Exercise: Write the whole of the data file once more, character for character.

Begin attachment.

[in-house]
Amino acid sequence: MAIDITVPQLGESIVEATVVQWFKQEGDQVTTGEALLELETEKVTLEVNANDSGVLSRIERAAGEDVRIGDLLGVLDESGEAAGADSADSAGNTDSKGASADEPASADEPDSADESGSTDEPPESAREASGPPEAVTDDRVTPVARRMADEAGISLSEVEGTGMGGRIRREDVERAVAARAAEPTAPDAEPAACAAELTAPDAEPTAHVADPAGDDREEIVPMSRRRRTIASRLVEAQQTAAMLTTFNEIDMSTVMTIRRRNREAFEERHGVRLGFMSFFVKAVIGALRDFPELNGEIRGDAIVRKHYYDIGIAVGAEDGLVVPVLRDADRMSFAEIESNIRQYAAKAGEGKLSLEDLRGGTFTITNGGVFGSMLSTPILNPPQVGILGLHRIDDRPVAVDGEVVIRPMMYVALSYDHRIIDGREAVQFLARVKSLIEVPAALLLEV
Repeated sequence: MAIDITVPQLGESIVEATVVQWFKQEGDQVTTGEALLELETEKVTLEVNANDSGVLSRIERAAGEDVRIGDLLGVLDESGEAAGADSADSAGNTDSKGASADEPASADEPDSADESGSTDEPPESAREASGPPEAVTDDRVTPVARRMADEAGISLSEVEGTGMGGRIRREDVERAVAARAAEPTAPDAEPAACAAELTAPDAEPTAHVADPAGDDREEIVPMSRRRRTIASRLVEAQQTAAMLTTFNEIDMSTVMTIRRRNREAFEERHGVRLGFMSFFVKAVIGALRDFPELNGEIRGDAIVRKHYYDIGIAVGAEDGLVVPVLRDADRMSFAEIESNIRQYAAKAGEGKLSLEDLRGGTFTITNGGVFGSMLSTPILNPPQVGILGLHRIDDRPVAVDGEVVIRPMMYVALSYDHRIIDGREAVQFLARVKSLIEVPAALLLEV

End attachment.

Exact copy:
[in-house]
Amino acid sequence: MAIDITVPQLGESIVEATVVQWFKQEGDQVTTGEALLELETEKVTLEVNANDSGVLSRIERAAGEDVRIGDLLGVLDESGEAAGADSADSAGNTDSKGASADEPASADEPDSADESGSTDEPPESAREASGPPEAVTDDRVTPVARRMADEAGISLSEVEGTGMGGRIRREDVERAVAARAAEPTAPDAEPAACAAELTAPDAEPTAHVADPAGDDREEIVPMSRRRRTIASRLVEAQQTAAMLTTFNEIDMSTVMTIRRRNREAFEERHGVRLGFMSFFVKAVIGALRDFPELNGEIRGDAIVRKHYYDIGIAVGAEDGLVVPVLRDADRMSFAEIESNIRQYAAKAGEGKLSLEDLRGGTFTITNGGVFGSMLSTPILNPPQVGILGLHRIDDRPVAVDGEVVIRPMMYVALSYDHRIIDGREAVQFLARVKSLIEVPAALLLEV
Repeated sequence: MAIDITVPQLGESIVEATVVQWFKQEGDQVTTGEALLELETEKVTLEVNANDSGVLSRIERAAGEDVRIGDLLGVLDESGEAAGADSADSAGNTDSKGASADEPASADEPDSADESGSTDEPPESAREASGPPEAVTDDRVTPVARRMADEAGISLSEVEGTGMGGRIRREDVERAVAARAAEPTAPDAEPAACAAELTAPDAEPTAHVADPAGDDREEIVPMSRRRRTIASRLVEAQQTAAMLTTFNEIDMSTVMTIRRRNREAFEERHGVRLGFMSFFVKAVIGALRDFPELNGEIRGDAIVRKHYYDIGIAVGAEDGLVVPVLRDADRMSFAEIESNIRQYAAKAGEGKLSLEDLRGGTFTITNGGVFGSMLSTPILNPPQVGILGLHRIDDRPVAVDGEVVIRPMMYVALSYDHRIIDGREAVQFLARVKSLIEVPAALLLEV